He drew upon her cheek
When she found the nerve to speak
In hindsight she could have walked
But she peeled off the tape and talked
Now she’s branded with a tattoo
In these bloody awful hues
Dan: What a powerful poem! And it's a "flash" poem as well. I’d like to feature one of your poems on the Biscuit City Poem of the Week next week. I think our listeners (or is it readers?) would enjoy that!
Leigh: Thanks for asking! I’d be happy to have that happen!
Dan: I’m getting a little ahead of myself. How did you learn to write, and who encouraged you?
Leigh: I’m still learning! I hope I am always learning how to write better. I think it’s a lifelong process. I really don’t have any special training -- I took standard high school and college English courses. I have loved writing ever since I got my first diary when I was about 7 years old. I had a great friend in junior high school who wrote poems and I think she inspired me to try it by sharing her work with me. I also listened to a lot of music growing up, and when I bought albums (I listened to records growing up – I’m old!) I always loved reading the lyrics on the sleeves, and I’m sure that inspired me to write poetry too. When I lived in Richmond recently, I took a poetry class that evolved into a poetry writing group, and that motivated me to keep writing and to be open to sharing my writing with others, both inside and outside the group. I am also a member of the Bull Run Adult Writers Group, which is a critique group for writers, so that I can get feedback on my writing and hopefully make it better.
Dan: And you have a book just out. How exciting! You posted a poem (with picture) about it which went,
At last I can hold
My book in my sweaty hands
It's called Found and Lost
Please tell us about your book and how you came to write it!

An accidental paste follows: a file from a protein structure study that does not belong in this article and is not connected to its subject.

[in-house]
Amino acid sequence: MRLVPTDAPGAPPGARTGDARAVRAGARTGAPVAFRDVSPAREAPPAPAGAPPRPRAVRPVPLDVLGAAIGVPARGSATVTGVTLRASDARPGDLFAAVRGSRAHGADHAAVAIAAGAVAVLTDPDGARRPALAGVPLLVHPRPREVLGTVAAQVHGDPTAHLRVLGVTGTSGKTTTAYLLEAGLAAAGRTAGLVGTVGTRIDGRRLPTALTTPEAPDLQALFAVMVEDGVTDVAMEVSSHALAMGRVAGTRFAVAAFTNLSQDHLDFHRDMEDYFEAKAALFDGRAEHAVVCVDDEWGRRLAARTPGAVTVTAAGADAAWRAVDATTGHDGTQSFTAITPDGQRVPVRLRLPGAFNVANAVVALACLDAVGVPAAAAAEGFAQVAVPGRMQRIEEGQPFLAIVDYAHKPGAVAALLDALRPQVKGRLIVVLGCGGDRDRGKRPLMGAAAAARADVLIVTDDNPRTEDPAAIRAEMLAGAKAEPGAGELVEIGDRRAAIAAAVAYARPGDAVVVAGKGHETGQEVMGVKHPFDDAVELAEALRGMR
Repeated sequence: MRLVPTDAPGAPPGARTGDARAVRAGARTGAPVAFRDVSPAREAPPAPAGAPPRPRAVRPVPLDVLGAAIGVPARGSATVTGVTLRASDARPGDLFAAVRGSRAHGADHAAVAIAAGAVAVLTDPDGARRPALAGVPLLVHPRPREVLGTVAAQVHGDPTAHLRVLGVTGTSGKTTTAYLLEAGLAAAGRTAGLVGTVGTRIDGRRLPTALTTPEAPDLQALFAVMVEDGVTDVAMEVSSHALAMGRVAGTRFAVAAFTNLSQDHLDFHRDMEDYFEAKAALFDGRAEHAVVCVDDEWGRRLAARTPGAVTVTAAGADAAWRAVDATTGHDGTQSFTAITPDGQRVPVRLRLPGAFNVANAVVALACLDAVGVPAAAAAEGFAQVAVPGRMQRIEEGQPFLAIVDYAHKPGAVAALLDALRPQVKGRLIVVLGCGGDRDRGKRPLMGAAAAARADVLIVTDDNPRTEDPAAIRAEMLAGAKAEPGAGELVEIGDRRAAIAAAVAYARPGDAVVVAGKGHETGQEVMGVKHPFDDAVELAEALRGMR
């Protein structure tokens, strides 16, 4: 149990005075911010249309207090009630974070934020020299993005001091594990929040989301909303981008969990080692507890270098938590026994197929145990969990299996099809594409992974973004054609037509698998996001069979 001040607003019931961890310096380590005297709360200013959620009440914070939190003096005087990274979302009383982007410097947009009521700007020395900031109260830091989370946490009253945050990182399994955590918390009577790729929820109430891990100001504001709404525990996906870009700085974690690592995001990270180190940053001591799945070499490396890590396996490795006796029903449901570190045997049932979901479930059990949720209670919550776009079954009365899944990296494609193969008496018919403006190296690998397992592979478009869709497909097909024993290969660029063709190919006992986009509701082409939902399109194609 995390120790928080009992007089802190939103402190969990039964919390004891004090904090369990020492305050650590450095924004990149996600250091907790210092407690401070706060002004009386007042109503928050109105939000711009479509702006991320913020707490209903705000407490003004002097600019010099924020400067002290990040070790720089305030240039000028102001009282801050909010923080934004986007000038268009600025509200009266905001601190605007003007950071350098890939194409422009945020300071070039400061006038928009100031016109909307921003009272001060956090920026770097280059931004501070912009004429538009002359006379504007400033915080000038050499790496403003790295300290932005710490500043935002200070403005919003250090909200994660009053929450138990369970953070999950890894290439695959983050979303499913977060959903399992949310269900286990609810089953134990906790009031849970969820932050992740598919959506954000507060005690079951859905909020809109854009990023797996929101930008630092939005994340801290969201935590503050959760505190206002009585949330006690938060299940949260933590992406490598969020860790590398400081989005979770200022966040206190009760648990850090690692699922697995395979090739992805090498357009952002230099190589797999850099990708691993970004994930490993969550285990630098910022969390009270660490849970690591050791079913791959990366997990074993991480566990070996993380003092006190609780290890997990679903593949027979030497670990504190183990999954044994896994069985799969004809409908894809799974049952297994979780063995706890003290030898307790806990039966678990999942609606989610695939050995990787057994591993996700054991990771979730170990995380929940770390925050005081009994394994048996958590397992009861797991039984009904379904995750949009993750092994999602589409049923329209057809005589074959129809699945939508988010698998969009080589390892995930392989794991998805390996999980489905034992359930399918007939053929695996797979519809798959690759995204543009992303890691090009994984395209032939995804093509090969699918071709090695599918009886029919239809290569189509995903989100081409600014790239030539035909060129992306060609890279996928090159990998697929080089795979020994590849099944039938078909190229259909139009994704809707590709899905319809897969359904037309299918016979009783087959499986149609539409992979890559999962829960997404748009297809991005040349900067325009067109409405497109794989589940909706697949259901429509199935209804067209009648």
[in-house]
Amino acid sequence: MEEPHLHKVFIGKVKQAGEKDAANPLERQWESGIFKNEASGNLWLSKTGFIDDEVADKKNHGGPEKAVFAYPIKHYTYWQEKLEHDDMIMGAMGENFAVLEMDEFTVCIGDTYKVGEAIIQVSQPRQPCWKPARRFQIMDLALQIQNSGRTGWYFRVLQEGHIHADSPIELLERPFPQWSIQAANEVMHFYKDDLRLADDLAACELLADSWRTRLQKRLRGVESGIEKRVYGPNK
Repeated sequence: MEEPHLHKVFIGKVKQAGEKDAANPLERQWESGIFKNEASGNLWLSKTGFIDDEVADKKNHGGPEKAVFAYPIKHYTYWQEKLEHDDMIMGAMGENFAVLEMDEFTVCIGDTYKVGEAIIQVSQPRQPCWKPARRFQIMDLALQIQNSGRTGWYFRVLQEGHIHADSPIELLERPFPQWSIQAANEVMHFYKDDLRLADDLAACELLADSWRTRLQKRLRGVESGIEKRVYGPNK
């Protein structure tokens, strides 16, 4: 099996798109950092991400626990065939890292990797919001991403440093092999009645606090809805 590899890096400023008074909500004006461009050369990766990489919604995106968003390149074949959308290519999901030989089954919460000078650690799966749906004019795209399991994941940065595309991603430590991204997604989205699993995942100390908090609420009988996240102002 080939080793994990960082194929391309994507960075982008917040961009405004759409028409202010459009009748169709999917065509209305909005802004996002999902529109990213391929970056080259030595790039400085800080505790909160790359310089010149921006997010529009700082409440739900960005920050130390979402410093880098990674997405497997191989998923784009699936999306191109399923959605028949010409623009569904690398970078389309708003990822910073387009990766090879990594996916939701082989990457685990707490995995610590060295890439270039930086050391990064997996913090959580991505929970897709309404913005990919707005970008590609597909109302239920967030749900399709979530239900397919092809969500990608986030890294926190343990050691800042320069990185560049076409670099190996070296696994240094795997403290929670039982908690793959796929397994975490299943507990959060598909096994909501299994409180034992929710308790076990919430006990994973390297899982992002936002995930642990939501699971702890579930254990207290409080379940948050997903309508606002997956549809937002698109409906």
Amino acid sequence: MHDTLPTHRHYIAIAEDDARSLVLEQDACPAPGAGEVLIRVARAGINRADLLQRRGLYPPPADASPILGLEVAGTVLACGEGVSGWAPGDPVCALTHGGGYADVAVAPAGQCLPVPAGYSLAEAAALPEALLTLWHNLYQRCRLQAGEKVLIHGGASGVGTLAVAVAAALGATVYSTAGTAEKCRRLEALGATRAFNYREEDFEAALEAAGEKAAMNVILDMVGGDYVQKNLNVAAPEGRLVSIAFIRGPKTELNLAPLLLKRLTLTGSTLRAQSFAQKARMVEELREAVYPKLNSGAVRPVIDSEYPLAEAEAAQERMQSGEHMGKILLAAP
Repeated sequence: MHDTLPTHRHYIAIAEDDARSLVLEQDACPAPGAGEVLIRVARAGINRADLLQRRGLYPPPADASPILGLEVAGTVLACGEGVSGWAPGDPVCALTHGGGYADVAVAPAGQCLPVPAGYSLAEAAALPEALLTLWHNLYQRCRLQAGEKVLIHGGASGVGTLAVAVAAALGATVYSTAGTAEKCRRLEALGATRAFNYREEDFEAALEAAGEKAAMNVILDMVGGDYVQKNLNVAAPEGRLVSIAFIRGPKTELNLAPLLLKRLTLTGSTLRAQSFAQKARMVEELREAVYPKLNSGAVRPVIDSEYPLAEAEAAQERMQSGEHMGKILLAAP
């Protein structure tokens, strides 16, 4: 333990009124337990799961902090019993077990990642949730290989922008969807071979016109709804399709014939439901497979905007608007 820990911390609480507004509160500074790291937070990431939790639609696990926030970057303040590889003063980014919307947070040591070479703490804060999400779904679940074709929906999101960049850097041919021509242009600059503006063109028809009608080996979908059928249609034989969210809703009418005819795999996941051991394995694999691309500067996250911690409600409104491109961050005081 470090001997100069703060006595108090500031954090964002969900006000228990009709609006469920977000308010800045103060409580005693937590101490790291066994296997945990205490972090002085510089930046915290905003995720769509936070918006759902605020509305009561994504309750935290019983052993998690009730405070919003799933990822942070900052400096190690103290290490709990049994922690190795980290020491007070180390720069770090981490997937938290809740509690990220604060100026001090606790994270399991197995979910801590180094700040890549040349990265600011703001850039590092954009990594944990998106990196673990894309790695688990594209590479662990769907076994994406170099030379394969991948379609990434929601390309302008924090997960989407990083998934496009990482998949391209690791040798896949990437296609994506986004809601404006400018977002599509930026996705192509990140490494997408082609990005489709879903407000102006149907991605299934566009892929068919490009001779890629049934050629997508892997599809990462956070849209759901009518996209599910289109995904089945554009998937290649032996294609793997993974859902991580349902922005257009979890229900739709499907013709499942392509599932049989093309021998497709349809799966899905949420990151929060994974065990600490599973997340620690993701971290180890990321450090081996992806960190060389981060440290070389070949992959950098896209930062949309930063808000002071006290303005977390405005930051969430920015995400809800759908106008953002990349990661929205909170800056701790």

Leigh: A couple of years ago I was looking at my writings and realized I had written a lot of haiku and that maybe I ought to do something with them, i.e. self-publish a book. I grouped together what I hope are some of the better ones into a narrative about a couple who meet, get together, and break up (original, huh?), and then I asked a friend of mine who’s a photographer, Sarah Kane, if she wanted to take some photos to illustrate the story. Thankfully she said yes. My book would not be what it is without her beautiful photography.
Dan: Are you planning a poetry reading in the future? I think that would be cool! I love to go to poetry readings!
Leigh: I am trying to work up the nerve to do a reading in front of people. I think I’d enjoy it, but I’m nervous about doing it.
Dan: I hope you’ll do a reading soon. It’s terrifying but people are very affirming once you take the risk. Although I read something to a group one time that I had found always made people laugh. A lot. For some reason no one laughed even once during this reading. So I slunk away from the podium when I was finished and got in my car and left. I didn’t even stay for the shrimp appetizers and I love shrimp.
So, how does your husband regard your writing? Does he give you special treatment because you are a writer?